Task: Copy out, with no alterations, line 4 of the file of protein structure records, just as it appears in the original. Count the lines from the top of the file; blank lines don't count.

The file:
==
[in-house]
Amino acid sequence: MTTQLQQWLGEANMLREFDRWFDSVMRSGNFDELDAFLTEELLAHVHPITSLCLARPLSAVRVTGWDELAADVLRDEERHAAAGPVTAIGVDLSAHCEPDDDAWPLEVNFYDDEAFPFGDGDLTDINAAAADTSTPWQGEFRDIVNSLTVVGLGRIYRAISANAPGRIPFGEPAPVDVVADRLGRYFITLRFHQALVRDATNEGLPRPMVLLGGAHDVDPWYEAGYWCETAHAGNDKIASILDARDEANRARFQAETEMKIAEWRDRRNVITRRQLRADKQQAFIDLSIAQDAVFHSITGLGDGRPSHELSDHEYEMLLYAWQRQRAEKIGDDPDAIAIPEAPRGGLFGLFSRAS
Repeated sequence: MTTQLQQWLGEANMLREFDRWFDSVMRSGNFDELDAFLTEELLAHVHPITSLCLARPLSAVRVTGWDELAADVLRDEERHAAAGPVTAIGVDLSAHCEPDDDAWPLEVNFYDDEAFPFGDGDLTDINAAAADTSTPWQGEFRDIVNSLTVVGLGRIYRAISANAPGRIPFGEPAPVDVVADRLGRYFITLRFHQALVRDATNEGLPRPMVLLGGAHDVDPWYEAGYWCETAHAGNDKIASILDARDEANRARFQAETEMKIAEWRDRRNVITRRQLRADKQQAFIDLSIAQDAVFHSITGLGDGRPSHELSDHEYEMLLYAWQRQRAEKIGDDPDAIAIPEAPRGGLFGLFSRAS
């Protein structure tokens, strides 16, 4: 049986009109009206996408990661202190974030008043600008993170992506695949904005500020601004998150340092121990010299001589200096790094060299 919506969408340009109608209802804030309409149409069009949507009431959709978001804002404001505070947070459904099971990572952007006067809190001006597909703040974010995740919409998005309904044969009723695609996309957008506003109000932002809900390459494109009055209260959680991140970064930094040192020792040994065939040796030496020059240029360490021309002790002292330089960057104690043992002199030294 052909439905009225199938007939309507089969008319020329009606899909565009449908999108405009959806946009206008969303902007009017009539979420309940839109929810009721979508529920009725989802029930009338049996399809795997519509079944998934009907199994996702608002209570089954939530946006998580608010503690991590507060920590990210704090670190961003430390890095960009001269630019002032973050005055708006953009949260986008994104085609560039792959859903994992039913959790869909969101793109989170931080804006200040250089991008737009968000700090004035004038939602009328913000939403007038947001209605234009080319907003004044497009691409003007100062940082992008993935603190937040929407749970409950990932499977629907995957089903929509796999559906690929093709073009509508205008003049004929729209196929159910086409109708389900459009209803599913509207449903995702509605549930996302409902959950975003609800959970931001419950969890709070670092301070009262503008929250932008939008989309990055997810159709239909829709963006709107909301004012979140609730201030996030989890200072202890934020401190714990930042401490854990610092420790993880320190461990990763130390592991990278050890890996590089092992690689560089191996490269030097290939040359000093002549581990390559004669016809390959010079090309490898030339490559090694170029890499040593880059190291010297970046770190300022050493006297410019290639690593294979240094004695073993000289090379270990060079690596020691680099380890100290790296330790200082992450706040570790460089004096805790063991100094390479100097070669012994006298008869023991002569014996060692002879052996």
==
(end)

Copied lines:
């Protein structure tokens, strides 16, 4: 049986009109009206996408990661202190974030008043600008993170992506695949904005500020601004998150340092121990010299001589200096790094060299 919506969408340009109608209802804030309409149409069009949507009431959709978001804002404001505070947070459904099971990572952007006067809190001006597909703040974010995740919409998005309904044969009723695609996309957008506003109000932002809900390459494109009055209260959680991140970064930094040192020792040994065939040796030496020059240029360490021309002790002292330089960057104690043992002199030294 052909439905009225199938007939309507089969008319020329009606899909565009449908999108405009959806946009206008969303902007009017009539979420309940839109929810009721979508529920009725989802029930009338049996399809795997519509079944998934009907199994996702608002209570089954939530946006998580608010503690991590507060920590990210704090670190961003430390890095960009001269630019002032973050005055708006953009949260986008994104085609560039792959859903994992039913959790869909969101793109989170931080804006200040250089991008737009968000700090004035004038939602009328913000939403007038947001209605234009080319907003004044497009691409003007100062940082992008993935603190937040929407749970409950990932499977629907995957089903929509796999559906690929093709073009509508205008003049004929729209196929159910086409109708389900459009209803599913509207449903995702509605549930996302409902959950975003609800959970931001419950969890709070670092301070009262503008929250932008939008989309990055997810159709239909829709963006709107909301004012979140609730201030996030989890200072202890934020401190714990930042401490854990610092420790993880320190461990990763130390592991990278050890890996590089092992690689560089191996490269030097290939040359000093002549581990390559004669016809390959010079090309490898030339490559090694170029890499040593880059190291010297970046770190300022050493006297410019290639690593294979240094004695073993000289090379270990060079690596020691680099380890100290790296330790200082992450706040570790460089004096805790063991100094390479100097070669012994006298008869023991002569014996060692002879052996």